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Friday, 11 May, 2001, 15:58 GMT 16:58 UK
University support staff get 6.7% rise
cleaner
Support workers at universities
University support staff - porters, cleaners, caterers and gardeners - across the UK have been offered a 6.7% pay rise.

The deal would mean many ancillary staff on salaries as low as 8,345 earning up to 560 a year more, the Transport and General Workers' Union (T&G) said.


This is the biggest pay rise that these low paid, hard working people have ever been offered

Chris Kaufman, T&G
The deal followed talks on Thursday between the Universities and Colleges Employers' Association (UCEA) and unions representing both academic and support staff in universities.

Employees in the sector have been involved in a long-running dispute over pay and working conditions, saying

Following a day of demonstrations and rallies in December, staff organised a work-to-rule, which involved withholding students' marks, boycotting management meetings, refusing to cover colleagues' lectures and operating overtime bans.

Acceptance anticipated

It is expected the T&G will recommend its members take up the UCEA's pay offer.

The union's national secretary, Chris Kaufman, said the deal was great news for low paid staff across the country.

"This is the biggest pay rise that these low paid, hard working people have ever been offered. It will be a significant boost towards a decent rate for the job.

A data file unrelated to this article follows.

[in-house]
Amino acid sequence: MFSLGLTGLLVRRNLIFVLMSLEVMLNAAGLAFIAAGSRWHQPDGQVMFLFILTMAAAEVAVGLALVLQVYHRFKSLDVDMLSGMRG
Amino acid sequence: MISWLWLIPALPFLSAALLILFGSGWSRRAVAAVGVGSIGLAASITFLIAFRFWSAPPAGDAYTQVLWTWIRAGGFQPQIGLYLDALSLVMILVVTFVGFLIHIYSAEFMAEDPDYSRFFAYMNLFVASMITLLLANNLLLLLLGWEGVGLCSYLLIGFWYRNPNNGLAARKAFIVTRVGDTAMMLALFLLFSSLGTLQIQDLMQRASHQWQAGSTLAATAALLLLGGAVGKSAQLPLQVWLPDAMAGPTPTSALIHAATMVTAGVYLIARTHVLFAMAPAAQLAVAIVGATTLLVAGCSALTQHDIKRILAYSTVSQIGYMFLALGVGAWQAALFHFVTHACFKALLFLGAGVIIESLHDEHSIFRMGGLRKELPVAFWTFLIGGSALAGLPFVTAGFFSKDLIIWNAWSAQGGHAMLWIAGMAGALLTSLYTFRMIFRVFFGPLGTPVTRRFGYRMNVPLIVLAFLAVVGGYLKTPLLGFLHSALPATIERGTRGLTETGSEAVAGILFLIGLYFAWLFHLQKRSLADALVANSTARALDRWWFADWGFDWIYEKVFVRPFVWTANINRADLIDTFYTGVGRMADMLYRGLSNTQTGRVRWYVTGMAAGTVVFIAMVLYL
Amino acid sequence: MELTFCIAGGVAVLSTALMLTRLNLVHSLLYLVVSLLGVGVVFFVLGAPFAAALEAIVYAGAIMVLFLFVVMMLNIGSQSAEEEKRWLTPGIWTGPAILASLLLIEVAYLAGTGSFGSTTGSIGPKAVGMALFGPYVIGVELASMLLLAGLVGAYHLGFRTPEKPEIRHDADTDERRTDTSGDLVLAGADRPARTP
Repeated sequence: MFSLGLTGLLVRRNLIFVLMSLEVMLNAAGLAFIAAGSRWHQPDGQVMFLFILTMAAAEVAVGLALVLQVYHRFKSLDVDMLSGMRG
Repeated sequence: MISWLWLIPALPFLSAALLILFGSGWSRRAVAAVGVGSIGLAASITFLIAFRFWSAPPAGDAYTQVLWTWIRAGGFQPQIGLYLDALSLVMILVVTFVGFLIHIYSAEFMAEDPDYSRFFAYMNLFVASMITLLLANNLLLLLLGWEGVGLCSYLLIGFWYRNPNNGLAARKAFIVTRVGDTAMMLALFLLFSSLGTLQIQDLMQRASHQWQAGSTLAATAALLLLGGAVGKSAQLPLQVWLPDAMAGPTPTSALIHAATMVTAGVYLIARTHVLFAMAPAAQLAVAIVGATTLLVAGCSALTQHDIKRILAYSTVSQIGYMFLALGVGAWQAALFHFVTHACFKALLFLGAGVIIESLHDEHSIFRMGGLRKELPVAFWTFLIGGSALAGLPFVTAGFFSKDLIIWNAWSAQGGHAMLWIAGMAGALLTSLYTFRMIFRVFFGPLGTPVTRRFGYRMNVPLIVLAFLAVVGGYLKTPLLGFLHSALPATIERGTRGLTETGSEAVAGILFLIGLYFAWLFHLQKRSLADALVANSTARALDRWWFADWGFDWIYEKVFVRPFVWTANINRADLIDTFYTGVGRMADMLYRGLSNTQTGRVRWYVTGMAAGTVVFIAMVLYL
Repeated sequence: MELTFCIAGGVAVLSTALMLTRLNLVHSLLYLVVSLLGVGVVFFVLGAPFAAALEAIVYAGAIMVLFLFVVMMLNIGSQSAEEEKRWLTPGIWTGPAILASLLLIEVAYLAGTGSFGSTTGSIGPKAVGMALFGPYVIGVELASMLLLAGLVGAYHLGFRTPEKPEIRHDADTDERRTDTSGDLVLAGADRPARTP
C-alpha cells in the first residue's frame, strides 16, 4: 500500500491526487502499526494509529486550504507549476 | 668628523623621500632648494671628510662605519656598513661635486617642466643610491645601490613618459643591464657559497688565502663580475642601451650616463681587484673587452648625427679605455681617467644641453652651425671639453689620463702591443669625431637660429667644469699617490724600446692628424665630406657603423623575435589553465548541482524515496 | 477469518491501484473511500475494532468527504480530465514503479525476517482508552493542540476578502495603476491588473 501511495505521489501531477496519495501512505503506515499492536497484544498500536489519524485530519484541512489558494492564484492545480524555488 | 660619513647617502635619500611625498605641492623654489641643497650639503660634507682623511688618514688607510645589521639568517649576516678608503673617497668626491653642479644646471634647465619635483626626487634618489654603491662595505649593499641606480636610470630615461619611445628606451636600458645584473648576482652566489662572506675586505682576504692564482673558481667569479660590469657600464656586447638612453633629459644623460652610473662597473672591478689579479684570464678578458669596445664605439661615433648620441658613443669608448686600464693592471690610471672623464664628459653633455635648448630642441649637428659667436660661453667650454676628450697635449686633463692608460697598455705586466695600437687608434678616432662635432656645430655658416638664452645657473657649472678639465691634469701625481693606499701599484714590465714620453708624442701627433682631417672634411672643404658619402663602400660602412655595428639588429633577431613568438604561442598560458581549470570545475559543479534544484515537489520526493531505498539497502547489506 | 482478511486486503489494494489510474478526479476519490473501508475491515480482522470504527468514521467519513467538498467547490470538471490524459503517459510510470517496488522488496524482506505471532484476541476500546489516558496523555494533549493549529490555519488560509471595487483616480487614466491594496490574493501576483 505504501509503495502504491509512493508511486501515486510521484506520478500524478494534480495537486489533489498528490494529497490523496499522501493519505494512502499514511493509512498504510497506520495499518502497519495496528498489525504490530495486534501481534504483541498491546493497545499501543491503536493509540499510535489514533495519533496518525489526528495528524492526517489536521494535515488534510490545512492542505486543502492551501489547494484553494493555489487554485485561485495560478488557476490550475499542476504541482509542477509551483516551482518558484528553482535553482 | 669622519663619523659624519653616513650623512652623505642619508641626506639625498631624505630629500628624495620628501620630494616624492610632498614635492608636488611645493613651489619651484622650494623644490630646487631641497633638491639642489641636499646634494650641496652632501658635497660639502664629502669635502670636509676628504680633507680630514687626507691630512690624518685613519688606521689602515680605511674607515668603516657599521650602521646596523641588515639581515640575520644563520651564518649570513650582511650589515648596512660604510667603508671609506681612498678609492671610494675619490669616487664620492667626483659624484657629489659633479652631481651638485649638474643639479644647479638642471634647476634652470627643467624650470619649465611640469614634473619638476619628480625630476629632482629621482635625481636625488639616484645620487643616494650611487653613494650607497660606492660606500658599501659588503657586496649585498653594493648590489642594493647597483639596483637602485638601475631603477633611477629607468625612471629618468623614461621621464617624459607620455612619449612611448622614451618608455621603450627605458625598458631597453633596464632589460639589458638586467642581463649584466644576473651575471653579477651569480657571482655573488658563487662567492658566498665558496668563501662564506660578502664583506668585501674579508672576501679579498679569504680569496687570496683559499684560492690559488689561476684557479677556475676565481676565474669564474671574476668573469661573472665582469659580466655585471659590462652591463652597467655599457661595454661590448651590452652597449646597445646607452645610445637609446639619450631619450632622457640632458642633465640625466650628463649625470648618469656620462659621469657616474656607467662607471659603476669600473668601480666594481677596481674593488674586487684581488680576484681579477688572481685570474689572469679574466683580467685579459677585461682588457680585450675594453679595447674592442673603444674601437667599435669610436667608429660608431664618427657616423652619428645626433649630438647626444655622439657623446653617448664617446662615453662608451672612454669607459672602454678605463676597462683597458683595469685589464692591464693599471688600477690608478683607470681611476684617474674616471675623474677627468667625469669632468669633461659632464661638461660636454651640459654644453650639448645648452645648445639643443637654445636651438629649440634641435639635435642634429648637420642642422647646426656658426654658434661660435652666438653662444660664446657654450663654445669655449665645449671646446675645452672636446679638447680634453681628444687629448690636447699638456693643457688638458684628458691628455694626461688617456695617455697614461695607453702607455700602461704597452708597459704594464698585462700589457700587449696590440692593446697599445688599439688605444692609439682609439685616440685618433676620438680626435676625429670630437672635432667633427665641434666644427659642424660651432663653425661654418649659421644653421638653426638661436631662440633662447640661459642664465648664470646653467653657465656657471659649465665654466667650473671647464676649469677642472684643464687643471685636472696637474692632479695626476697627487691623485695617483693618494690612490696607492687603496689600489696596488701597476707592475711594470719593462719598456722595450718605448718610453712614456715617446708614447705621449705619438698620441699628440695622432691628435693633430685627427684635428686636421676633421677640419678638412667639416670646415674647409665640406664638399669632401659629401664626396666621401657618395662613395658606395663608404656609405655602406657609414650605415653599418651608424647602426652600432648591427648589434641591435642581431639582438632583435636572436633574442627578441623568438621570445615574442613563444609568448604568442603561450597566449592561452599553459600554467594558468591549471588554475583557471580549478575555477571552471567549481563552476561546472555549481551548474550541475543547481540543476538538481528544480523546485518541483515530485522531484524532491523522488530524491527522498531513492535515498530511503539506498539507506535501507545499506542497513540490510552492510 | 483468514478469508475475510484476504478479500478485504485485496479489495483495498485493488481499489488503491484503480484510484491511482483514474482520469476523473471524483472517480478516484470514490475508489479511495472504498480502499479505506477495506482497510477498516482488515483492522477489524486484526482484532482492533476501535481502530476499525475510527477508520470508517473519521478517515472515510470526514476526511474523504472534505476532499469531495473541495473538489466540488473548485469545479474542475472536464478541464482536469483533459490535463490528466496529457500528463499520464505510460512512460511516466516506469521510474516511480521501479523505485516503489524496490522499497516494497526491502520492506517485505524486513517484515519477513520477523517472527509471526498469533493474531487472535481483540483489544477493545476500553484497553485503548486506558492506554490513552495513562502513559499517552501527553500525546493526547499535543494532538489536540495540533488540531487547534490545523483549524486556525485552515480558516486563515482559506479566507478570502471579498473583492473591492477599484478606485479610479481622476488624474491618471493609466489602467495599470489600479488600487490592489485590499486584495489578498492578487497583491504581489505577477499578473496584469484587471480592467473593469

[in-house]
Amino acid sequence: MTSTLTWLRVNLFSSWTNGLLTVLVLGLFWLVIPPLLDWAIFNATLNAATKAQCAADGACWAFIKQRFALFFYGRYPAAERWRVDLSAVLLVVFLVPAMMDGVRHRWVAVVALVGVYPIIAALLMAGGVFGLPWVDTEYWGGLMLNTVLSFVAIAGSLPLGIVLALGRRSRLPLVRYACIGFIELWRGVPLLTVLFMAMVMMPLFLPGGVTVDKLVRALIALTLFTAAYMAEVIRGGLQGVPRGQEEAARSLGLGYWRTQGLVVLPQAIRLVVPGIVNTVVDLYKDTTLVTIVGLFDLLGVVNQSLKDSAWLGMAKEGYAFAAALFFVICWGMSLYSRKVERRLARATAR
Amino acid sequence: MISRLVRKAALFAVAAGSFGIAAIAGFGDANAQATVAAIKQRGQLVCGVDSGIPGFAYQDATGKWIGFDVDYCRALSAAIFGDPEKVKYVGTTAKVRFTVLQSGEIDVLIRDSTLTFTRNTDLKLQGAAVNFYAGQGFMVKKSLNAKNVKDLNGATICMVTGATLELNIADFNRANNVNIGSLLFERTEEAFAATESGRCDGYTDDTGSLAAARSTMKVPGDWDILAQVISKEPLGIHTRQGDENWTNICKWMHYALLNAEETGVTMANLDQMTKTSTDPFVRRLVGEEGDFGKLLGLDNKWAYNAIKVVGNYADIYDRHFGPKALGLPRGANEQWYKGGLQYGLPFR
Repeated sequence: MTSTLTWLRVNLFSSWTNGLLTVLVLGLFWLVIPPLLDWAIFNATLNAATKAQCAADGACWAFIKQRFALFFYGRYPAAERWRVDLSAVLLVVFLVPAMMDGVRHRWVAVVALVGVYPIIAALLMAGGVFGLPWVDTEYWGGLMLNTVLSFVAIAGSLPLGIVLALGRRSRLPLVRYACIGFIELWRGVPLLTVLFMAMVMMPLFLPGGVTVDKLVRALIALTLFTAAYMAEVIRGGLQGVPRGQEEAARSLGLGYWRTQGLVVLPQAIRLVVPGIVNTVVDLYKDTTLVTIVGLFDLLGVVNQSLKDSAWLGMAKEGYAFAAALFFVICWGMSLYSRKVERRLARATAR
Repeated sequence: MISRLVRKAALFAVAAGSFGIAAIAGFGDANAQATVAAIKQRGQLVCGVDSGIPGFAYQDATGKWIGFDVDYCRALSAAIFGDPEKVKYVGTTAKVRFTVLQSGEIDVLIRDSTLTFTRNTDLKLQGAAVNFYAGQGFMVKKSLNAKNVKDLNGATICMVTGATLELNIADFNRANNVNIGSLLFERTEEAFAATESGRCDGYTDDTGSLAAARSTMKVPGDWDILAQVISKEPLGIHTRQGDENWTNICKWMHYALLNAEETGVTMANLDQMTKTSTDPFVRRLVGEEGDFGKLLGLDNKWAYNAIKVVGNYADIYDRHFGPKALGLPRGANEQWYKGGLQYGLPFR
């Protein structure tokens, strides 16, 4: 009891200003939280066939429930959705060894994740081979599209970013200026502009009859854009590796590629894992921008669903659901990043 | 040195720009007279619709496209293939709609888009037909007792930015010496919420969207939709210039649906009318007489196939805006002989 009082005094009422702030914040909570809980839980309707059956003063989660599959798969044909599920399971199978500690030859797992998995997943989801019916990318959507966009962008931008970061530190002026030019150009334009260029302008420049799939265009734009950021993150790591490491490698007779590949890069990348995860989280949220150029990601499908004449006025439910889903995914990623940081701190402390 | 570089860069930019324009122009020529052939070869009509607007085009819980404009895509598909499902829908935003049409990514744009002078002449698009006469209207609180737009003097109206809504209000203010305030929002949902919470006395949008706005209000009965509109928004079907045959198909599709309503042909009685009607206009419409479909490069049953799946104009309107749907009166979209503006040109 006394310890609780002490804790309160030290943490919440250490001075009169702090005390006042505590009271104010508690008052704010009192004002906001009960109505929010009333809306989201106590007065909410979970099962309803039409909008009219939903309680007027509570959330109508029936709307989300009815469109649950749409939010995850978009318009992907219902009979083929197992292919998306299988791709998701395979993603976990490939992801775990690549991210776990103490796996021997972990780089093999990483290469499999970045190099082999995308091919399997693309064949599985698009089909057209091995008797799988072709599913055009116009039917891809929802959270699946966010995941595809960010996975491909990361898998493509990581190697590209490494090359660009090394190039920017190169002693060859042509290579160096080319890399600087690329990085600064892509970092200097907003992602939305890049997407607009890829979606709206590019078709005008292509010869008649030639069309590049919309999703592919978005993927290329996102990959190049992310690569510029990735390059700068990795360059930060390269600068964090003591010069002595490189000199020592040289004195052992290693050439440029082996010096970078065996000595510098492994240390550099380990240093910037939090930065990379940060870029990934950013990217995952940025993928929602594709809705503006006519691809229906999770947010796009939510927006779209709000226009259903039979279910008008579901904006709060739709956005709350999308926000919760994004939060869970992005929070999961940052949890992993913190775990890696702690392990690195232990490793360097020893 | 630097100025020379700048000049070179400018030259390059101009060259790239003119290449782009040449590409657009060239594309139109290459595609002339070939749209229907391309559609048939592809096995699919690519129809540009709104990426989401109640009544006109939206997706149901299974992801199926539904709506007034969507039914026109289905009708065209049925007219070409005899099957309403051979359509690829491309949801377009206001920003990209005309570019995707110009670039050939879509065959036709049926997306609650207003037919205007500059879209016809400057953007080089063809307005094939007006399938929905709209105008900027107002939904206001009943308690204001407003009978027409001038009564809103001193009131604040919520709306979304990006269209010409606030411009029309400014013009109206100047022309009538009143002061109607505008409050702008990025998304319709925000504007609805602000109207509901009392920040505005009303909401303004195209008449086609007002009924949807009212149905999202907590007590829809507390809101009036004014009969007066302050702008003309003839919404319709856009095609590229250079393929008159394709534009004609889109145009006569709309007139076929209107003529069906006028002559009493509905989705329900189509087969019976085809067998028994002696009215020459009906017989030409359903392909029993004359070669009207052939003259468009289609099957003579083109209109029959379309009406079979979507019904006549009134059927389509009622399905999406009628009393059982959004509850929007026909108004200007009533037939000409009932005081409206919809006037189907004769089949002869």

"The independent Bett Inquiry into university pay and conditions said staff were being paid 30% less than their counterparts outside the sector and recommended radical increases," Mr Kaufman said.

Academic staff

The lecturers' union, Natfhe, which represents "new" universities (former polytechnics) has negotiated a 2.25% increase on 1 September this year and a 2% rise on 1st February next year.

The union's higher education committee will meet next week to decide whether to recommend acceptance of the offer.

A spokesman for the Association of University Teachers said the offer made to academics at "old" universities was some tangible recognition by university employers of the union's demands.

"We are seriously considering the outcome of the negotiations. We feel it's a complex picture, but there was some movement on the part of university employers.

"It's worth taking some time now to carefully go through the details of the pay offer," the spokesman said.

The response of Natfhe and the AUT is expected to be known on Monday.

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See also:

05 Dec 00 | Education
University staff work to rule
17 Mar 00 | Education
Lecturers demand long-term pay rise
16 May 00 | Education
Lecturers reject pay offer
21 May 99 | Education
Pay blow for university staff
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